Leonard Nimoy turns 82 today, so below are a few fun facts to celebrate this momentous day.
He’s more than an actor.
The multitalented Nimoy does more than act. As a director, he helmed Star Trek III: The Search for Spock, Star Trek IV: The Voyage Home, and several other non-Trek related projects. As a writer, he’s written two autobiographies, I Am Not Spock and I Am Spock, plus he’s released seven books of poetry. And as a photographer, his photos have appeared in the Massachusetts Museum of Contemporary Art and the R. Michaelson Galleries. (In one of his projects, “Secret Selves,” he photographed people in their alter egos, such as a wood sprite or a shark.)
He sings too.
Unlike his friend and fellow Trekker, William Shatner, who tried to sing but ended up wailing instead, Nimoy has a decent soft rock/ballad voice. Click here for a listen to “Ruby, Don’t Take Your Love to Town” and “If I Was a Carpenter.”
Star Trek wasn’t his first science fiction role.
No, that honor belongs to the B-movie Zombies of the Stratosphere. Later, Nimoy appeared in the wonderfully underrated giant-ant movie, Them! And let’s not forget his role in The Twilight Zone episode, “A Quality of Mercy.”
He created the character of Spock based on the words “Be different.”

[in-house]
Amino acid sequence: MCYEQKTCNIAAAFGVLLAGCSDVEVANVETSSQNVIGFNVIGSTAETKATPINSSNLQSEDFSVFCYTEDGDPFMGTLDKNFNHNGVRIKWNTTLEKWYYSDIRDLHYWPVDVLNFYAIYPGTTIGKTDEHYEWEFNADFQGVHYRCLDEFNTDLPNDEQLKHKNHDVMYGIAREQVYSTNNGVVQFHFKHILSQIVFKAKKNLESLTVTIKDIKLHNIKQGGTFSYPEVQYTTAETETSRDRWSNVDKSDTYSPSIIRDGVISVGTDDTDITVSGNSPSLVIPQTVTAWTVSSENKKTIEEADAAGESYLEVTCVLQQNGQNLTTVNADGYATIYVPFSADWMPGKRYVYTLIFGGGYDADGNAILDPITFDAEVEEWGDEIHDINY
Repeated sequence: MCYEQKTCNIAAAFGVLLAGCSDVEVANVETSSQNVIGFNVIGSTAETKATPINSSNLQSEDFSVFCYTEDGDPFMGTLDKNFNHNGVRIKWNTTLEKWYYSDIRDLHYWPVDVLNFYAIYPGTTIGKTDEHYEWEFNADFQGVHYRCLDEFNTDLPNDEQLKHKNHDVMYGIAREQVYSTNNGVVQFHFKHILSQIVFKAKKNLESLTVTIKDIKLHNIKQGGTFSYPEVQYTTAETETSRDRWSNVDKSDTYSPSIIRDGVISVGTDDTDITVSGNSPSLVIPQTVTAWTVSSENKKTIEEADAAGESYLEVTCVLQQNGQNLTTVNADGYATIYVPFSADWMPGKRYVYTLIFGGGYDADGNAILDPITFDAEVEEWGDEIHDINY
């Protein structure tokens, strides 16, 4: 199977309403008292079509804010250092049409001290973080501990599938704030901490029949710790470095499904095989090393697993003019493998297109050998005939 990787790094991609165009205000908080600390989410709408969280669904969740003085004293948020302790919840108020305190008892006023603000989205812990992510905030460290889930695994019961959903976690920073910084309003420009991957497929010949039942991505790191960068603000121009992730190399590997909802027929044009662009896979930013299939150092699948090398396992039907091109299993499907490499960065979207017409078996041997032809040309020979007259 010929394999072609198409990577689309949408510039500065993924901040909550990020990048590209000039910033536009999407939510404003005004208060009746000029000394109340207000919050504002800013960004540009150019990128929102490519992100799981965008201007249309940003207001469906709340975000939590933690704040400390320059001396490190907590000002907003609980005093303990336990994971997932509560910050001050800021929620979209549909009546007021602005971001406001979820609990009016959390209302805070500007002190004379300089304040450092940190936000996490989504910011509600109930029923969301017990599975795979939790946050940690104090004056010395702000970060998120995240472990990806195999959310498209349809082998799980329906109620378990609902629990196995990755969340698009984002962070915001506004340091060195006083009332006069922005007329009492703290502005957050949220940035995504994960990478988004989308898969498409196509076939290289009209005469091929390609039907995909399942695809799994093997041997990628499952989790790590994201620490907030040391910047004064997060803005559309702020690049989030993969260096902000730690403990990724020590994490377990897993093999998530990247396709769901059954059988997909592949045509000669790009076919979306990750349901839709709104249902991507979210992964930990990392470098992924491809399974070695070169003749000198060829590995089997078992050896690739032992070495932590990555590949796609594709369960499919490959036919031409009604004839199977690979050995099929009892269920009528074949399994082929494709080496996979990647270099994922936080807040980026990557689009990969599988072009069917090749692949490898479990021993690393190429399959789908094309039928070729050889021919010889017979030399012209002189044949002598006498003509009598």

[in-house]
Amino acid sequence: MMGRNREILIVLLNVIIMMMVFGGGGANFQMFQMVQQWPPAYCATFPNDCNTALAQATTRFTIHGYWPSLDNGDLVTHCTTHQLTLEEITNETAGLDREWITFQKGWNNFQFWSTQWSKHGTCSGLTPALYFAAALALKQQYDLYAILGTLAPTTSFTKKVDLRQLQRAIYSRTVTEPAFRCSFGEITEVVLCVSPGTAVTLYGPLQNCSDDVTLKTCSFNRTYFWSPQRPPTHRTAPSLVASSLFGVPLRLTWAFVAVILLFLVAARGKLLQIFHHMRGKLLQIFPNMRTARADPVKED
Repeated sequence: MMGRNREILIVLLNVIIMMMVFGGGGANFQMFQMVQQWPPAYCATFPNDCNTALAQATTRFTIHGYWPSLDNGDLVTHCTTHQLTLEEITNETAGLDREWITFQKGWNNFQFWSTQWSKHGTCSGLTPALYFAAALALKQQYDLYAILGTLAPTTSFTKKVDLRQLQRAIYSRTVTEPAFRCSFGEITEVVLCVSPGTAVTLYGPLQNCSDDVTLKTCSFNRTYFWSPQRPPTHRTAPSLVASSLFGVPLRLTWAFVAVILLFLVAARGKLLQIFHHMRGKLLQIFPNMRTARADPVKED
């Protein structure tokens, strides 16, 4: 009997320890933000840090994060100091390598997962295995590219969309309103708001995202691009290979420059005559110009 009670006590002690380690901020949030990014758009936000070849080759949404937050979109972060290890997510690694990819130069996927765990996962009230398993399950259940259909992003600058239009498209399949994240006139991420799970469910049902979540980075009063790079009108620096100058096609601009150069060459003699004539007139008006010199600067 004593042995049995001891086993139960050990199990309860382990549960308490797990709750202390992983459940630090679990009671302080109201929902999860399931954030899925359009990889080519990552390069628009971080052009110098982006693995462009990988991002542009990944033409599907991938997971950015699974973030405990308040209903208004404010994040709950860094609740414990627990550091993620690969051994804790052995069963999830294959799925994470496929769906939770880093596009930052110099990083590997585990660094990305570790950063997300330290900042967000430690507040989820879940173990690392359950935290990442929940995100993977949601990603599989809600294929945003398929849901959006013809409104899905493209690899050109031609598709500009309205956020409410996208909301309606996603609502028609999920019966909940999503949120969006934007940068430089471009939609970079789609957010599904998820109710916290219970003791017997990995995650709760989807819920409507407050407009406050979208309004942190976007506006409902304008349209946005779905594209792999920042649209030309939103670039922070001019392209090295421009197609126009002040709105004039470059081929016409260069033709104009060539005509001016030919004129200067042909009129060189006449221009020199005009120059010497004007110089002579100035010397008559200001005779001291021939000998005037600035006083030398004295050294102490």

Nimoy told the Archive of American Television (AAT) that he was in a scene where the Enterprise was in danger. Nimoy explains that all of the actors on set were reacting, and he got caught up in the moment and spoke his one line a little overenthusiastically: “Fascinating!”
Nimoy said he received a note from the director (which the AAT later attributed to Joseph Sargeant) that said,“Be different. Be the scientist. Be detached. See it as something that’s a curiosity rather than a threat.”
And with that, Nimoy delivered the line with the Vulcan restraint that made the character famous. Nimoy said, “A big chunk of the character was born right there.”
Another person who helped him develop the role of Spock was Shatner. According to Nimoy, Jeffrey Hunter, who played Captain Christopher Pike in the pilot episode, “The Cage,” played a quiet character, which forced Nimoy to bring more energy to the scene. When Shatner came aboard the Enterprise as Kirk, Nimoy was able to reel in his character and perform a more thoughtful role.
He can take himself as unseriously as Shatner.
This video of Bruno Mars’ “The Lazy Song” proves it.
He has his own store.
Etsy, the craft website, contains thousands of individual “shops,” and Nimoy’s is one of them. Mostly he sells t-shirts. Previous sales included “hand-made” t-shirts with his autograph.
Although not as prolifically as, oh my, George Takei, Nimoy sends us e-love whenever he gets to it. And he ends all of his messages with the letters, “LLAP.”